—Lindsey Craig at CBC writes about the absence of visible minorities in hockey, and the various reasons, both sociological and economic. She also touches on the fact that—for minorities and everyone else—hockey is increasingly a tough sell for parents to involve their children in with the costs being so high. It’s a good article on a topic seldom addressed in any depth.
—For something completely different, I see that Jason Jaffray’s media blitz at Canucks.com indicates he’s addicted to online hockey sites, specifically NHL.com and tracking everyone’s stats. He’s also a big Jack Johnson fan—the singer, not the hockey player. (Weird, as I’d've thought Sitting, Waiting, Wishing… would be a scary song for a NHLer.)
—Roberto Luongo’s recovery appears to be going well, his return to the ice seemingly just delayed in order to exercise maximum care. Regardless, his eventual return will present a goalie glut, and I thought I’d ask who most fans would prefer as backup in the coming weeks: Curtis Sanford or Jason Labarbera?
—Speaking of J.LaBraBra, I was listening to some TV pundit the other day (on Sportsnet, I think) yakking about how the Canucks’ newest netminder was basically “playing for his life” now, suggesting his career will be tanked if he doesn’t find a permanent spot on this team. But I’m not sure I agree with that assessment.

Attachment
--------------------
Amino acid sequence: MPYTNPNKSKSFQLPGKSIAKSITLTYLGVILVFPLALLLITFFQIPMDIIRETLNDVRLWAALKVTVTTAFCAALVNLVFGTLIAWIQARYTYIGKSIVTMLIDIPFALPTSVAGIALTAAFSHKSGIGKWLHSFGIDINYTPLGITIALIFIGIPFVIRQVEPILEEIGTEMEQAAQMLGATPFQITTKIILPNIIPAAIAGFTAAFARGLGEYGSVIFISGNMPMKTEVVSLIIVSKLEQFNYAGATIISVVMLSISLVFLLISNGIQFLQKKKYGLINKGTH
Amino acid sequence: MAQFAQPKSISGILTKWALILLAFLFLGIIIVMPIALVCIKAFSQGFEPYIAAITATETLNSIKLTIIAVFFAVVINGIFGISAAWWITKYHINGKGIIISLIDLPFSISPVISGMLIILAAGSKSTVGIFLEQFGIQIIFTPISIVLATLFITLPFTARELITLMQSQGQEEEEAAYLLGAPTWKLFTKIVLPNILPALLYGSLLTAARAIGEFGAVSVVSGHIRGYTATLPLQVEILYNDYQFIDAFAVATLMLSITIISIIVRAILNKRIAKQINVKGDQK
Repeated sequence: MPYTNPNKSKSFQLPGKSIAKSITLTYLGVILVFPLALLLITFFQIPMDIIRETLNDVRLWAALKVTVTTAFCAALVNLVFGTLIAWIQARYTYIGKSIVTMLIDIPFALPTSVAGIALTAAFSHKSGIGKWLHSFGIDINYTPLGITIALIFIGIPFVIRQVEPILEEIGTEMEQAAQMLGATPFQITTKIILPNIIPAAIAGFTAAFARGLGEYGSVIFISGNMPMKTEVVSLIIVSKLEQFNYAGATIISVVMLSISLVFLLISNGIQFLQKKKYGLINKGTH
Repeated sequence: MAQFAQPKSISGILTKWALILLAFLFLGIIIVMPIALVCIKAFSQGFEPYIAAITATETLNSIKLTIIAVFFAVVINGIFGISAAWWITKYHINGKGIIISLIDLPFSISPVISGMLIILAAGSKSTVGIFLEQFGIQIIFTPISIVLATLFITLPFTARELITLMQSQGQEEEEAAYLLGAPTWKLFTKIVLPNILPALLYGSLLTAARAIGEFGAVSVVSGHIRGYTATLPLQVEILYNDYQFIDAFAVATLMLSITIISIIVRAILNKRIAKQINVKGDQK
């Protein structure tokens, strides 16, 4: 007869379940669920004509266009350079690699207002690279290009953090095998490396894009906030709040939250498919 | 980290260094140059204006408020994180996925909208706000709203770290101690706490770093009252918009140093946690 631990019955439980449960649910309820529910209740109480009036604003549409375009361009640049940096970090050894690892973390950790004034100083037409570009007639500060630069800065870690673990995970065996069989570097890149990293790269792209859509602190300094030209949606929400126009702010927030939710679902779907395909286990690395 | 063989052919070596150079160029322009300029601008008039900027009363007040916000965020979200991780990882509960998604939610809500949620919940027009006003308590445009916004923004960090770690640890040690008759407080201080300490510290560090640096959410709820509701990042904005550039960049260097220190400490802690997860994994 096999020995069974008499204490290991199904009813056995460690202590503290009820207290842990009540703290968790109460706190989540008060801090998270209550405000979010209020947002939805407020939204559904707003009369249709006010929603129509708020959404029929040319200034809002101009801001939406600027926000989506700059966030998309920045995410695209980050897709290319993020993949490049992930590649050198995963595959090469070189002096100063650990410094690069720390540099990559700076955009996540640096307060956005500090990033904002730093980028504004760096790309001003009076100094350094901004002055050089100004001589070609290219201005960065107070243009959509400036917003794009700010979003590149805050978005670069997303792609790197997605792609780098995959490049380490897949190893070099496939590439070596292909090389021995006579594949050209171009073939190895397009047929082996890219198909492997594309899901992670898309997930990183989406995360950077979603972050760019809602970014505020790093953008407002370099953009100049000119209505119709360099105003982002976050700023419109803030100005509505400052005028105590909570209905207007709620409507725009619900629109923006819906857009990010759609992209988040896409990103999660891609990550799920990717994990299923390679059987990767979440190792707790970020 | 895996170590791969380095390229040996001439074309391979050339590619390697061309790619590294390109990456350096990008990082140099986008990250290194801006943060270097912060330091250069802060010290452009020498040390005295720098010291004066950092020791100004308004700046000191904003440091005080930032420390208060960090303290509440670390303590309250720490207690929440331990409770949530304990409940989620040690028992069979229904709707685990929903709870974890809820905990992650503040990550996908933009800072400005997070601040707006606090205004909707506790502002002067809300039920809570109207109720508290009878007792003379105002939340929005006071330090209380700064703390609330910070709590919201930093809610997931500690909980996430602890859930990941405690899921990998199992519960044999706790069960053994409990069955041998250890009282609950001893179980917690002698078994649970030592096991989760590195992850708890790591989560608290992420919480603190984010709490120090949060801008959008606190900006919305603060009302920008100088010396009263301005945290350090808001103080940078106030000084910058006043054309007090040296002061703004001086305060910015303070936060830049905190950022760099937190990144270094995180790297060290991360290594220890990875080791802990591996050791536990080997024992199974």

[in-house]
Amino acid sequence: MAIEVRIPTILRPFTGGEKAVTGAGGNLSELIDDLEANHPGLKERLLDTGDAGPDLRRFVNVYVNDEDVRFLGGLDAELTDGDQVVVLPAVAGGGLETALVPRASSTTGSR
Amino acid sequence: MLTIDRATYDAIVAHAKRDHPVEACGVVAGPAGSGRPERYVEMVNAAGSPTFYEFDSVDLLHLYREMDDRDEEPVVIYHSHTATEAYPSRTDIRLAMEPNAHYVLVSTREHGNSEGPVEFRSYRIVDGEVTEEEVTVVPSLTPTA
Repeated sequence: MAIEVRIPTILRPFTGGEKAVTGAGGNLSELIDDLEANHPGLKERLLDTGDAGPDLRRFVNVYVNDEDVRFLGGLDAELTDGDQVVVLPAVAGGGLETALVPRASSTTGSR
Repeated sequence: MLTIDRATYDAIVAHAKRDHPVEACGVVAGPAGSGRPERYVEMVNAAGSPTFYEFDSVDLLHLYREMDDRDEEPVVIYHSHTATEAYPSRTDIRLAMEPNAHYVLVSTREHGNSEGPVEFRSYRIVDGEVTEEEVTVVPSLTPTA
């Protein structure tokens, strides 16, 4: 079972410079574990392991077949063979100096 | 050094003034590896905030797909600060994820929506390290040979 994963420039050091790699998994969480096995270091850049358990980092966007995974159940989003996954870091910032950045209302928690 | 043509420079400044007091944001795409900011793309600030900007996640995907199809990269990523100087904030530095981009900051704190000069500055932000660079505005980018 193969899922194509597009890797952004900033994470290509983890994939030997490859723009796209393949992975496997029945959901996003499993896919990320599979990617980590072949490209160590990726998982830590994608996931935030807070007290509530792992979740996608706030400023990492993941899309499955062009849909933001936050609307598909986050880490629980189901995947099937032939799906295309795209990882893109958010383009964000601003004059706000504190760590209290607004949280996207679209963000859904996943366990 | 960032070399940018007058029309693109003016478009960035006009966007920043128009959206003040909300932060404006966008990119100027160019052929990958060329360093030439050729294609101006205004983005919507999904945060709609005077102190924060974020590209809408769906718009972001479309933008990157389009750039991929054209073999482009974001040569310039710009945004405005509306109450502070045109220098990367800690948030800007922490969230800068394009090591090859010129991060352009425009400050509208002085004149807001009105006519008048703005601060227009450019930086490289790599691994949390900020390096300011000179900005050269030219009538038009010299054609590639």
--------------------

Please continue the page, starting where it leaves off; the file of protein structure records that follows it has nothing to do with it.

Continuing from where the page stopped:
As far as I can tell, J.L. has already won that battle, his career essentially resurrected and people paying attention to his play—which has been better than good, and not under the easiest circumstances.
It almost doesn’t matter what decision Vancouver makes down the road, they now have an asset in their newest goalie, which is a win-win for both J.L and the team. General Managers around the league have been reminded (or enlightened) about how J.L. can perform when given a chance (and a functional defense) and unless something goes terribly wrong in the coming weeks, Mike Gillis will likely be getting offers for the guy if he decides not to hold onto him.
Come trade deadline time, there’s always someone in the NHL looking for a reliable backup goalie to bet on, heading into the playoffs.
After some rough times in LA, LaBarbera’s career potential appears to be well-ahead of where it was a couple weeks ago.